|Praying across from Payne Theological Seminary, Wilberforce, Ohio|
Be still, and know that I am God.
Be still, and experience God.
Hebrew "knowing" is experiential, not merely theoretical. Experience, not theory, breed conviction. "Do you know how to jet ski?" means "Can you do it? Have you experienced it? Has it happened to you?"
Experiencing God is found in heart-stillness. Heart-stillness is not synonymous with external quiet. You could be alone in a cabin the woods by a lake with the breeze gentling blowing the leaves and be noisy and cluttered within your self. The kind of heart-stillness that results in experiencing God is non-environment dependent. This is good, because it means that God's presence can be known anywhere. It all depends on our heart.
Years ago a good friend of mine went to a cabin somewhere way north in Canada to get alone with God. He needed to spiritually defrag. When he returned after a week I asked him how it went. He said, "Not good, the reason being I brought my brain with me."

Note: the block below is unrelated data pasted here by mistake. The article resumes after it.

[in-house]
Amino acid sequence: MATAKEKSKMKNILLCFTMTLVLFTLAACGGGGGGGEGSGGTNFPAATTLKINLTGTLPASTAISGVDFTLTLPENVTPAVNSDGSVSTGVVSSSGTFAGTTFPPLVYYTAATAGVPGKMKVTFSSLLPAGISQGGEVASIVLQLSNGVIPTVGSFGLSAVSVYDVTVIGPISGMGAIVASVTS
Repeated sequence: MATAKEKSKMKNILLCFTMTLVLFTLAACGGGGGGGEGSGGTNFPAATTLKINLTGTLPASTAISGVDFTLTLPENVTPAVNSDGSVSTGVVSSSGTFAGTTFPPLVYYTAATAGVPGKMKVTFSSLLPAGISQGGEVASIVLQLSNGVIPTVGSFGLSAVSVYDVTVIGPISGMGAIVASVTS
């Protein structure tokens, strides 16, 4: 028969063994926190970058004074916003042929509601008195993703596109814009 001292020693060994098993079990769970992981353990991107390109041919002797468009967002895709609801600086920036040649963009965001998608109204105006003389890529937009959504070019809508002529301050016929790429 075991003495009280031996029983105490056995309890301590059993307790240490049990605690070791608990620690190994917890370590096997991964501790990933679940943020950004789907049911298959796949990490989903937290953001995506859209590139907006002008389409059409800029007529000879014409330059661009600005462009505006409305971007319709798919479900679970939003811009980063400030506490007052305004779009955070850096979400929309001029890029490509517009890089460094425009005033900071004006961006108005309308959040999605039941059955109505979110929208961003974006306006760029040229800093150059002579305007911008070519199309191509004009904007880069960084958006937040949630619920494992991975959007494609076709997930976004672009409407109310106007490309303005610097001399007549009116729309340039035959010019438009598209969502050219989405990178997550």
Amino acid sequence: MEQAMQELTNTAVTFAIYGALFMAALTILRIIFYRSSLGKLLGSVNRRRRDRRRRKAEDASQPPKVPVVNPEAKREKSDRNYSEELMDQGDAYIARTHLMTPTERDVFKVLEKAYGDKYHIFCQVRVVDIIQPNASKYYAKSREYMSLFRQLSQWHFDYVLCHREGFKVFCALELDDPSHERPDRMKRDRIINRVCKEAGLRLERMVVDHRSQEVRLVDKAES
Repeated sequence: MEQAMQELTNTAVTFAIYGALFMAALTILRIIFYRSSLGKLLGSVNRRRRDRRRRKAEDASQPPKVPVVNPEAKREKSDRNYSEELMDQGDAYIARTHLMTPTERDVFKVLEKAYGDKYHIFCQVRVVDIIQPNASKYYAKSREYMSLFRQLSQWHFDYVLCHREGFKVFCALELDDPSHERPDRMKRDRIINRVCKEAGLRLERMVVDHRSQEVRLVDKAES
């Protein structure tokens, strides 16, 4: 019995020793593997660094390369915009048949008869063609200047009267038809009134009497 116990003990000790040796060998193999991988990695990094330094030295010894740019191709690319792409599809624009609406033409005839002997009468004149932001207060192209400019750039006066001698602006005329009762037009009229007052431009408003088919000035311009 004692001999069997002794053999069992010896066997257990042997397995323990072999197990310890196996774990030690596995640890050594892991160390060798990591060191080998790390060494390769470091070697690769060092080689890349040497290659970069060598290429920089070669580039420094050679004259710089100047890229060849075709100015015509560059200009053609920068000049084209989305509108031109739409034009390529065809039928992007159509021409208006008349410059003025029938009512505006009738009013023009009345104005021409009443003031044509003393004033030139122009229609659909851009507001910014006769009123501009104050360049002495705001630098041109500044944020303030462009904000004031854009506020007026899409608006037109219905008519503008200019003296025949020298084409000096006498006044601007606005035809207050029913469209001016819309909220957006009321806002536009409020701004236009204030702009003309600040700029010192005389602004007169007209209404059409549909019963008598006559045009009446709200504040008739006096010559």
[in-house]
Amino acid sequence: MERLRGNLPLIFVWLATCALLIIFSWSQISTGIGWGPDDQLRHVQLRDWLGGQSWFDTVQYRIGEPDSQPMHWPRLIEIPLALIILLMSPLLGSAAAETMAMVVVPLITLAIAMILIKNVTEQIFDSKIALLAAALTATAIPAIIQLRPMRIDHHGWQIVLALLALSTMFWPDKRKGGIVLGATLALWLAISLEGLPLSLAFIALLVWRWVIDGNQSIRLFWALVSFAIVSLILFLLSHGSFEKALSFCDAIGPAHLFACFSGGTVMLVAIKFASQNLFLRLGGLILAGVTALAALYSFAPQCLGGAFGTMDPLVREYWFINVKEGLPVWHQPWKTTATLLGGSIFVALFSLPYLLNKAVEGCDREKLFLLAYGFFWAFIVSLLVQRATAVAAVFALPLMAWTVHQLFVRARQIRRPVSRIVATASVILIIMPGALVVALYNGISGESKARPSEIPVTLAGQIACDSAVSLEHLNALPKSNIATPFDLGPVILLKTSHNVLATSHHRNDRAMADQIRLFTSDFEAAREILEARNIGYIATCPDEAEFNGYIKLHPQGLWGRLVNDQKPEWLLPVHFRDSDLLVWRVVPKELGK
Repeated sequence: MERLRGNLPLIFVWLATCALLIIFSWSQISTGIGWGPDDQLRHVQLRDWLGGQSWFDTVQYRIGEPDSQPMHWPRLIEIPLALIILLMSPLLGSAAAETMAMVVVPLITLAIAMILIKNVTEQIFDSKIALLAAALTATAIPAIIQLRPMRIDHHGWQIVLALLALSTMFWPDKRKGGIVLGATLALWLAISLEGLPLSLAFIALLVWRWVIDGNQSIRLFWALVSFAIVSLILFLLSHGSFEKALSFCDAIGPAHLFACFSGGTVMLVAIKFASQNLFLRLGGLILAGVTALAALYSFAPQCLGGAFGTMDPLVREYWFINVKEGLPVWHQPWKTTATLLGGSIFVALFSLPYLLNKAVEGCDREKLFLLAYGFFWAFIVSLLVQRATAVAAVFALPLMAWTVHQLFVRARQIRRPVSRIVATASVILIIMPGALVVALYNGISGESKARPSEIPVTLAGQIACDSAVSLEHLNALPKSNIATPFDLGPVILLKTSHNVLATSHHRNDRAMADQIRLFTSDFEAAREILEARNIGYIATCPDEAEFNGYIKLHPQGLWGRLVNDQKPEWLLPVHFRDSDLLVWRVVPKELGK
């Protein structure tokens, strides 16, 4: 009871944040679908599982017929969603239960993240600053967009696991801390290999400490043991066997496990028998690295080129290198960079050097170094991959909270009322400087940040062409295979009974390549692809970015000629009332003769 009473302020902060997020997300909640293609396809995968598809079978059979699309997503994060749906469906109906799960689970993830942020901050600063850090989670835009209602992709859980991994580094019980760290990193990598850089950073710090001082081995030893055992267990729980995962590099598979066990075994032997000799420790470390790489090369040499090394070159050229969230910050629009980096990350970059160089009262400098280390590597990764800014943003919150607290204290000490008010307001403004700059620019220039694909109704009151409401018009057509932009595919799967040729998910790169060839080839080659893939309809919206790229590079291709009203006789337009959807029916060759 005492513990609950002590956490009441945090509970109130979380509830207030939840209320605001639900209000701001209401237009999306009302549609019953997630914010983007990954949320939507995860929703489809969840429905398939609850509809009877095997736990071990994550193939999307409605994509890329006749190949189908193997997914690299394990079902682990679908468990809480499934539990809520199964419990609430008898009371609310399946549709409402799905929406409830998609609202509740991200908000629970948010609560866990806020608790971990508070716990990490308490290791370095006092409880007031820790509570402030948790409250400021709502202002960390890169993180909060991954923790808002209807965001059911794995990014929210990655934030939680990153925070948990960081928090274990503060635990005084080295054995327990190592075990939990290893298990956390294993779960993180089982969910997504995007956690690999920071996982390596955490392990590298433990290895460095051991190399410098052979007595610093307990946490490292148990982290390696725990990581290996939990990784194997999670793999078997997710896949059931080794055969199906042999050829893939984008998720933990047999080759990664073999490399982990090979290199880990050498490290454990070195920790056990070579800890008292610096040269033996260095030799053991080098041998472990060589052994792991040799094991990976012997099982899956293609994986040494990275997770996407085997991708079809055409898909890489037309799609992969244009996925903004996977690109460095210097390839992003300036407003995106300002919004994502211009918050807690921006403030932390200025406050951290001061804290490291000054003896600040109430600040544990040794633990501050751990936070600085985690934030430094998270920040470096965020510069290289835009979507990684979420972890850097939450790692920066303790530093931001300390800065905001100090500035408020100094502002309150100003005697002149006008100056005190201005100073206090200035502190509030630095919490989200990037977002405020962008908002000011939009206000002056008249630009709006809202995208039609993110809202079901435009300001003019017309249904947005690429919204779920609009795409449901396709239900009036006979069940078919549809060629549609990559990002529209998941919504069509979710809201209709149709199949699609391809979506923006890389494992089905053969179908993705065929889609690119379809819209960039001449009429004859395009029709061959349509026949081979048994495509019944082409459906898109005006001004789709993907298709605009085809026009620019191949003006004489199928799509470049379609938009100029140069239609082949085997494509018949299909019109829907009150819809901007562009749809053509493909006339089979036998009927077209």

I got up at 6 AM this morning. I took my journal and a devotional book by Howard Thurman outside and sat on our deck. And read this:
"One of these spiritual practices is the practice of silence, or quiet. I was accustomed to spend many hours alone in my rowboat, fishing along the river, where there was no sound save the lapping of the waves against the boat... There would come a moment when beyond the single pulse beat there was a sense of Presence which seemed always to speak to me. My response to the sense of Presence always had the quality of personal communion. There was no voice. There was no image. There was no vision. There was God."
- Howard Thurman, 40-Day Journey With Howard Thurman, 48
There was God, meeting me in the heart-stillness. Now.